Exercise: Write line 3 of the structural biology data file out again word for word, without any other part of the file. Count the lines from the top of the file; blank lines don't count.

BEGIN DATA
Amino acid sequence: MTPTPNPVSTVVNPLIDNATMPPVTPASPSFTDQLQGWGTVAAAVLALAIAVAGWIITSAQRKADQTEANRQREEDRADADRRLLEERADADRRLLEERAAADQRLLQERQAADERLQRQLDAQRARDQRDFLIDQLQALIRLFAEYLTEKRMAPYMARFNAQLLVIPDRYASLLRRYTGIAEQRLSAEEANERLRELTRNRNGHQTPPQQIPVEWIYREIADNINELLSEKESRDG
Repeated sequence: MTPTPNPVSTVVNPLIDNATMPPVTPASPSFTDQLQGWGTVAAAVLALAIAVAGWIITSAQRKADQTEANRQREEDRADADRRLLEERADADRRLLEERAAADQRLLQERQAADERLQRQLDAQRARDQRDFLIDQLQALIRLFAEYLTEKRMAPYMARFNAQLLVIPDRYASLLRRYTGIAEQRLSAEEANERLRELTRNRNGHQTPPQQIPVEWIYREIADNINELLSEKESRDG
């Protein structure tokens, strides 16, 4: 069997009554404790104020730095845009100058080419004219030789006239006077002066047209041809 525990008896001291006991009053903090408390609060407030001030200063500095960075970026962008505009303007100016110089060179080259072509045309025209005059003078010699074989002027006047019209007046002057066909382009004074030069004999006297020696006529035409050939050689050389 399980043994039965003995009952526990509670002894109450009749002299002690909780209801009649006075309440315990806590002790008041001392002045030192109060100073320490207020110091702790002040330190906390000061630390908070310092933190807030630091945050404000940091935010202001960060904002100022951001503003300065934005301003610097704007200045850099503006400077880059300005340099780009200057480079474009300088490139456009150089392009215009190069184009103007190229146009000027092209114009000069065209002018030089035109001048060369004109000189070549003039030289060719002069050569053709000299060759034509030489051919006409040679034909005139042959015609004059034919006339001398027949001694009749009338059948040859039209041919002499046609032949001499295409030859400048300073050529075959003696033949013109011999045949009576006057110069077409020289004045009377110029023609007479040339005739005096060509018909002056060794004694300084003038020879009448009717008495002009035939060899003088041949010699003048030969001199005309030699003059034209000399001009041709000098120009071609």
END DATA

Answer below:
């Protein structure tokens, strides 16, 4: 069997009554404790104020730095845009100058080419004219030789006239006077002066047209041809 525990008896001291006991009053903090408390609060407030001030200063500095960075970026962008505009303007100016110089060179080259072509045309025209005059003078010699074989002027006047019209007046002057066909382009004074030069004999006297020696006529035409050939050689050389 399980043994039965003995009952526990509670002894109450009749002299002690909780209801009649006075309440315990806590002790008041001392002045030192109060100073320490207020110091702790002040330190906390000061630390908070310092933190807030630091945050404000940091935010202001960060904002100022951001503003300065934005301003610097704007200045850099503006400077880059300005340099780009200057480079474009300088490139456009150089392009215009190069184009103007190229146009000027092209114009000069065209002018030089035109001048060369004109000189070549003039030289060719002069050569053709000299060759034509030489051919006409040679034909005139042959015609004059034919006339001398027949001694009749009338059948040859039209041919002499046609032949001499295409030859400048300073050529075959003696033949013109011999045949009576006057110069077409020289004045009377110029023609007479040339005739005096060509018909002056060794004694300084003038020879009448009717008495002009035939060899003088041949010699003048030969001199005309030699003059034209000399001009041709000098120009071609």